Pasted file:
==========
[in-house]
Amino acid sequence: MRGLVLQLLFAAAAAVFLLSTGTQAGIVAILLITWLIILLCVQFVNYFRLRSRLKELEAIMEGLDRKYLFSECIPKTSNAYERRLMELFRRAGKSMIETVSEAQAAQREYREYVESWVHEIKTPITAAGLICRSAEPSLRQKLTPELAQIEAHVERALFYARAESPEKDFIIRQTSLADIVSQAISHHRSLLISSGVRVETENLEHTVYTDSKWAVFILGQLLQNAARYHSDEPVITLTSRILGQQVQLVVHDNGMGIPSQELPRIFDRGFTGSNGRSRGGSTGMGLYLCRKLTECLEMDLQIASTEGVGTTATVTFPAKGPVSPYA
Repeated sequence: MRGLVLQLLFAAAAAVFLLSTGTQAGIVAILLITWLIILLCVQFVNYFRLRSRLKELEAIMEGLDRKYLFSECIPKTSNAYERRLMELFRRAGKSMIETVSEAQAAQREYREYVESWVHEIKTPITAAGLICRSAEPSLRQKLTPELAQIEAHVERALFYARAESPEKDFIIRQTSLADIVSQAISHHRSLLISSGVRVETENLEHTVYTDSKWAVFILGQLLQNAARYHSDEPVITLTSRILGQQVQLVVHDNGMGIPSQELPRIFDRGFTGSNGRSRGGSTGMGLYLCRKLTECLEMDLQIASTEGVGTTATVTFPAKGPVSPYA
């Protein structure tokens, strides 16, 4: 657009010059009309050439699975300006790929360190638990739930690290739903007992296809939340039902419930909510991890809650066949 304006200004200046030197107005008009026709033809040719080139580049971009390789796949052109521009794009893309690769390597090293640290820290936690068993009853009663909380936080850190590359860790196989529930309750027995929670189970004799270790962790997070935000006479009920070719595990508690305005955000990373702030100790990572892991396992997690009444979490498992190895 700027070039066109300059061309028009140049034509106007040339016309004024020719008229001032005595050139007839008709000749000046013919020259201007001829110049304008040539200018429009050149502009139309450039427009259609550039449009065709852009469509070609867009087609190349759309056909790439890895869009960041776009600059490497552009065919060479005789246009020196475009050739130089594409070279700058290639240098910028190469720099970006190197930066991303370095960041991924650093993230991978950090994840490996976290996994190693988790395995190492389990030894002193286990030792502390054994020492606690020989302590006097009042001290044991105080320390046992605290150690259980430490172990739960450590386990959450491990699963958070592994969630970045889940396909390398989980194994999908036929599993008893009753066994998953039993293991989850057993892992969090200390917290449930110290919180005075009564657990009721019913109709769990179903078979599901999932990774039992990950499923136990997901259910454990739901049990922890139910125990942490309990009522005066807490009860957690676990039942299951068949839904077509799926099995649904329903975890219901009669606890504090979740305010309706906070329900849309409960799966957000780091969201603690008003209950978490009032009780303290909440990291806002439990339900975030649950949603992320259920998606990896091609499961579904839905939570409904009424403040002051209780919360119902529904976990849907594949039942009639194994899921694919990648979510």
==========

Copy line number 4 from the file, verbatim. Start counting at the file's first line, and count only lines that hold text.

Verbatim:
């Protein structure tokens, strides 16, 4: 657009010059009309050439699975300006790929360190638990739930690290739903007992296809939340039902419930909510991890809650066949 304006200004200046030197107005008009026709033809040719080139580049971009390789796949052109521009794009893309690769390597090293640290820290936690068993009853009663909380936080850190590359860790196989529930309750027995929670189970004799270790962790997070935000006479009920070719595990508690305005955000990373702030100790990572892991396992997690009444979490498992190895 700027070039066109300059061309028009140049034509106007040339016309004024020719008229001032005595050139007839008709000749000046013919020259201007001829110049304008040539200018429009050149502009139309450039427009259609550039449009065709852009469509070609867009087609190349759309056909790439890895869009960041776009600059490497552009065919060479005789246009020196475009050739130089594409070279700058290639240098910028190469720099970006190197930066991303370095960041991924650093993230991978950090994840490996976290996994190693988790395995190492389990030894002193286990030792502390054994020492606690020989302590006097009042001290044991105080320390046992605290150690259980430490172990739960450590386990959450491990699963958070592994969630970045889940396909390398989980194994999908036929599993008893009753066994998953039993293991989850057993892992969090200390917290449930110290919180005075009564657990009721019913109709769990179903078979599901999932990774039992990950499923136990997901259910454990739901049990922890139910125990942490309990009522005066807490009860957690676990039942299951068949839904077509799926099995649904329903975890219901009669606890504090979740305010309706906070329900849309409960799966957000780091969201603690008003209950978490009032009780303290909440990291806002439990339900975030649950949603992320259920998606990896091609499961579904839905939570409904009424403040002051209780919360119902529904976990849907594949039942009639194994899921694919990648979510």